Thursday, 8 August 2013

Viral Churches

Ed Stetzer and Warren Bird are both church planters and are passionate about planting more churches. In this book they present different models that churches and networks use to plant churches that in turn plant more churches.

Stetzer is a bit of a stats guy so throughout the book he comes up with some interesting stats. In America (this book is highly aimed at the context of America, so some things won't relate to Australia):
  • there are now more churches being planted every year (4,000) than closing (3,500)
  • churches that are planted reach more unchurched people and experience more rapid growth than older churches
  • after four years 68% of churches planted still exist
  • average numbers of attendees in planted churches are 56 after two years and after four years is 84
  • 30% of planted churches become self sufficient in their first year, 70% in their fifth year
  • 80% of the fastest growing churches put 10% of their budget into outreach and evangelism
  • regardless of church planting model, the most effective churches are ones that plant more churches
In each chapter a church or a network or a planting model was used as a case study to show how they plant churches that in turn plant more churches. These models were from a variety of denominations, ranging from Tim Keller's Redeemer Presbyterian Church in New York, to Wayne Cordeiro's church in Hawaii to a Nigerian based denomination (Redeemed Christian Church of God) that is planting churches in Texas. There was also a chapter each on house churches and multisite churches.

From looking at all these different methods, apart really from multisite, the main principals were based on training/discipleship, keeping a fairly basic structure that is easily repeatable so it is easy copy and always having the idea of multiplying, even from the start. Using Tribbles from Star Trek who are born pregnant, these authors challenge church planters to consider that right from the start they consider themselves born pregnant and already have the mindset of planting another church again.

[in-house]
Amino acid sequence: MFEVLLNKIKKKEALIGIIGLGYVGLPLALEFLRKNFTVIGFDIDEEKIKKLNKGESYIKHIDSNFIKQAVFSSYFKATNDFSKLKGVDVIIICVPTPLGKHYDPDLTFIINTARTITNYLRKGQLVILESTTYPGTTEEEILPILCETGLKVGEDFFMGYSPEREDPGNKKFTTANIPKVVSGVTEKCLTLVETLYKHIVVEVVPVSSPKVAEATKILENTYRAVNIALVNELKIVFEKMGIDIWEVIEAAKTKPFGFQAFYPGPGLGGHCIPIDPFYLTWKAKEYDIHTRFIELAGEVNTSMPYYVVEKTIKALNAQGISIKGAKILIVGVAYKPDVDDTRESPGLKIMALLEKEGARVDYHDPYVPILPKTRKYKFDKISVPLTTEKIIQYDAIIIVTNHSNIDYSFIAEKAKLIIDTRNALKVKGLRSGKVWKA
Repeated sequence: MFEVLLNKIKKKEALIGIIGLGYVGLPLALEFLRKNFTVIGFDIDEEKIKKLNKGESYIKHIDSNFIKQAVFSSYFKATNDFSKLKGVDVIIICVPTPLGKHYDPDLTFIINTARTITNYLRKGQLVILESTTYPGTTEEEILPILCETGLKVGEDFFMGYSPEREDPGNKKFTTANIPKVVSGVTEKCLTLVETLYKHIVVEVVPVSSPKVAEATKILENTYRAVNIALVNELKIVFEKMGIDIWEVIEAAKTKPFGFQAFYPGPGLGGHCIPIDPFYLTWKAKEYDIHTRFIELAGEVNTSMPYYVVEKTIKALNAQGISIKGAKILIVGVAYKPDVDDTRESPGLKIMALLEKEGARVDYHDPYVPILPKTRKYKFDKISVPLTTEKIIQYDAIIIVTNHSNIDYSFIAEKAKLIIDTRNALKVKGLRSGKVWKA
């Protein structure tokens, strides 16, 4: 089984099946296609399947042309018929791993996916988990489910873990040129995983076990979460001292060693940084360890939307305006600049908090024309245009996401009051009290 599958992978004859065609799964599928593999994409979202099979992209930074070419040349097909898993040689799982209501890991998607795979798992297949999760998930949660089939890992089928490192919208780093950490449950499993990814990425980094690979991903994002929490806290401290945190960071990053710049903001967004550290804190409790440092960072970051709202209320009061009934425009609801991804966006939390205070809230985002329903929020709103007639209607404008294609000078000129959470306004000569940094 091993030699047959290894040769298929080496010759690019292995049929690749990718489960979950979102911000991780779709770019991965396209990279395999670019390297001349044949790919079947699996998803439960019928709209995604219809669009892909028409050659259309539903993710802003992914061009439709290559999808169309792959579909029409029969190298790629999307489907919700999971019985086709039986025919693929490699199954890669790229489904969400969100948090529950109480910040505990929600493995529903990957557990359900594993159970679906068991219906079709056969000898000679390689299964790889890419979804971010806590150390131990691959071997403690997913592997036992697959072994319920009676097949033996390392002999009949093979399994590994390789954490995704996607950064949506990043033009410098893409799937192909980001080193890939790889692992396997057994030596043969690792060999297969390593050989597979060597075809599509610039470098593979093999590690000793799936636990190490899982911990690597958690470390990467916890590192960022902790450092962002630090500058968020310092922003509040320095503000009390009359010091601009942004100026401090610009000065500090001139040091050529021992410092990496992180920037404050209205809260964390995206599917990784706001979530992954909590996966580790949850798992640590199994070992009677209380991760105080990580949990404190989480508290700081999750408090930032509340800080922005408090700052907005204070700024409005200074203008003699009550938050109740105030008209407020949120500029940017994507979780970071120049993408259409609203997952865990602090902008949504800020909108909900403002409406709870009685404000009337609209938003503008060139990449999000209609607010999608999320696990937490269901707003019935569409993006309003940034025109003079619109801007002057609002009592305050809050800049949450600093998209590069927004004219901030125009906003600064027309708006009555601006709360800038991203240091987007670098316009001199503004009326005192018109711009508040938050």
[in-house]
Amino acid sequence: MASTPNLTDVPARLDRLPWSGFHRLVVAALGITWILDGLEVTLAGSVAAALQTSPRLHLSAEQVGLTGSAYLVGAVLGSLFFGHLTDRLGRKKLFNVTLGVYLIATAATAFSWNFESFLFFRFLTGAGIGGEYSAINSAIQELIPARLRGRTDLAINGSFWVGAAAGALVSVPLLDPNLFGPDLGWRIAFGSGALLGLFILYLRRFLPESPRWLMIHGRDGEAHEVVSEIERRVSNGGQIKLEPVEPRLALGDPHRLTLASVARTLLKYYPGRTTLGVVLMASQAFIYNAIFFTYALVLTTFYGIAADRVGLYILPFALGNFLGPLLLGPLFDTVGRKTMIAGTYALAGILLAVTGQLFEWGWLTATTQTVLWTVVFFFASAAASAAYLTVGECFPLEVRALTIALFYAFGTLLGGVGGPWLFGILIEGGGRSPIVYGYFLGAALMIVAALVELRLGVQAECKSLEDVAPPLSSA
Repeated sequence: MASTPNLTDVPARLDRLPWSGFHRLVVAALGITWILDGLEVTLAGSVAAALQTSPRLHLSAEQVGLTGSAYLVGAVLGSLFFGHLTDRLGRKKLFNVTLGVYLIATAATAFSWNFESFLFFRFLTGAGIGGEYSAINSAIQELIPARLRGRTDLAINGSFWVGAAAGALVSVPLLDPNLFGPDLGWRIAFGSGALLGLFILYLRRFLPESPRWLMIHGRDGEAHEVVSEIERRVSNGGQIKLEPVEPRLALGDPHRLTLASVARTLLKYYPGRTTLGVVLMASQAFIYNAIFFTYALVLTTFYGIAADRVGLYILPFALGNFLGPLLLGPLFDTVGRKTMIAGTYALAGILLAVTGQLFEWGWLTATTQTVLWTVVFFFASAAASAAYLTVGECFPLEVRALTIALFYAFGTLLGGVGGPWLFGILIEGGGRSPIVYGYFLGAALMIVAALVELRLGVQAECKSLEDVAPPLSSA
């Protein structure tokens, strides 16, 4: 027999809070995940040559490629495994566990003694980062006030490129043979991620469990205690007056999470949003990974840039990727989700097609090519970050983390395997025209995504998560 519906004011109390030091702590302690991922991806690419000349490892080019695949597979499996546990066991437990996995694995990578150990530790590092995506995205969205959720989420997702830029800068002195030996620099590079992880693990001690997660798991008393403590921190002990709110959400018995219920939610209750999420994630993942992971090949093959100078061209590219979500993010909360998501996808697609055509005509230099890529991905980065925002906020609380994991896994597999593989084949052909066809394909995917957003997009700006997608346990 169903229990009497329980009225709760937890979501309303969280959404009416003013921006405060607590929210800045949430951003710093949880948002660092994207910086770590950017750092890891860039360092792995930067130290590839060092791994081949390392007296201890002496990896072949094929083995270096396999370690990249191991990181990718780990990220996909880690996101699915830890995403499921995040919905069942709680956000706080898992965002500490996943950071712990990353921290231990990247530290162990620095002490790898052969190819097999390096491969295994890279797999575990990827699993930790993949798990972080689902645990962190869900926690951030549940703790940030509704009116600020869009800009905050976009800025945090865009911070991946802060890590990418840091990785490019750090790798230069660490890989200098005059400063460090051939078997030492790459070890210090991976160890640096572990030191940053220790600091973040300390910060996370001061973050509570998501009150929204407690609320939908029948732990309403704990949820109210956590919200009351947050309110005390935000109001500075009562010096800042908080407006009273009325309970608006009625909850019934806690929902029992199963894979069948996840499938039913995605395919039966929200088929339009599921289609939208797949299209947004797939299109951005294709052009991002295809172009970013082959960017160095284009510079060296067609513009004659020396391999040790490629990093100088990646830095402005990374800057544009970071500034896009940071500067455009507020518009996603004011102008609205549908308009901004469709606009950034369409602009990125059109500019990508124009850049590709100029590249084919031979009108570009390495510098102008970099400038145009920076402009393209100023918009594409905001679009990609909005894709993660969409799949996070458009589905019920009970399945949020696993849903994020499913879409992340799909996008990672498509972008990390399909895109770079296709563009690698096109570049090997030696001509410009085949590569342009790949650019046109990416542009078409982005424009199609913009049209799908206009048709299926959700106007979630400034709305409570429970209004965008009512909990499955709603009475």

This book was encouraging looking at all the successful church planing networks and resources that are out there. However, I had a few concerns that the book didn't really address and perhaps were beyond the scope of the book.

Essentially the book focused on being pragmatic and not orthodox. Models were presented that had stats to show what "worked". In the church, being "attractional" is good, as long as it is also true and preaching the Bible, and not just the happy fluffy bits in the Bible, but the whole council of God, including Sin, Hell and holiness that includes sexual purity. Those topics might not be so "seeker friendly" but they are still part of the orthodox faith. To be fair there is one or two paragraphs at the end that does say to drive out heretical ideas you should be deep in the Word of God. However in the same paragraph they state "Church planting movements are usually found among people with robust beliefs, not generic belief systems." My response is, cults also plant churches. A willingness to plant churches doesn't necessary mean orthodox faith. 

Also, theological grounding for planing churches was not really given, it was assumed that the church just should be planting more churches. Don't get me wrong, I think planting churches is part of the Great Commission, but that reason was not given. The book was more saying that you should plant churches, as the stats aren't as bad as you think. That is encouraging, but I think David Platt sums up my point in this 3 minute clip that came through my feed a few days ago. We can have the best resources, skills, gifts, money, programs, models etc... but that all counts for nothing if we don't have the Holy Spirit and a trust in God.

Like I said, the book is encouraging to read lots of positive stories about churches and church planting networks that are working in America. I do wonder how much can be translated into an Australian context, as I don't think people here are nearly as willing to attend church as Americans are. Their emphasis on churches to not just plant one church but to be constantly multiplying should be commended and encouraged everywhere. I just think there should have been a little bit more emphasis on new churches guarding the orthodox faith and how they can multiply, and lose control over their daughter plants, while still maintaining the faith once and for all.


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